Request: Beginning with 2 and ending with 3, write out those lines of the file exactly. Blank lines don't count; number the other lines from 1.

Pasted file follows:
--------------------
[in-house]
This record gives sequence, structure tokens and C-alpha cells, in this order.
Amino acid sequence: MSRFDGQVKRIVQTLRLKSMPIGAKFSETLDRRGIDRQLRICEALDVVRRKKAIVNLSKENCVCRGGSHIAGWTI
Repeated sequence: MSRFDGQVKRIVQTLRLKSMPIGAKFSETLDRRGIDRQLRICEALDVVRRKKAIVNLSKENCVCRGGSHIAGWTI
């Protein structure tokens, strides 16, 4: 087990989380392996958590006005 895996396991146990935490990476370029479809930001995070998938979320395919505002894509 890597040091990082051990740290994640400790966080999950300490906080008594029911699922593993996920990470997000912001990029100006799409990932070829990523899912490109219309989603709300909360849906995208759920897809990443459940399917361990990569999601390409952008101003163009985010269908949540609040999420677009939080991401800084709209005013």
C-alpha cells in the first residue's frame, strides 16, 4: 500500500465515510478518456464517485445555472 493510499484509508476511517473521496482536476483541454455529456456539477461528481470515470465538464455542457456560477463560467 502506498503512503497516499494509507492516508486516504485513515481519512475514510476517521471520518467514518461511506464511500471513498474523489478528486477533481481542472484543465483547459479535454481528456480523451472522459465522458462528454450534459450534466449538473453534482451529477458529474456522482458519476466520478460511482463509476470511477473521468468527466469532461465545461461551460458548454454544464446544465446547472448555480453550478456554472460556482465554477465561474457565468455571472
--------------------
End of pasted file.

This record gives sequence, structure tokens and C-alpha cells, in this order.
Amino acid sequence: MSRFDGQVKRIVQTLRLKSMPIGAKFSETLDRRGIDRQLRICEALDVVRRKKAIVNLSKENCVCRGGSHIAGWTI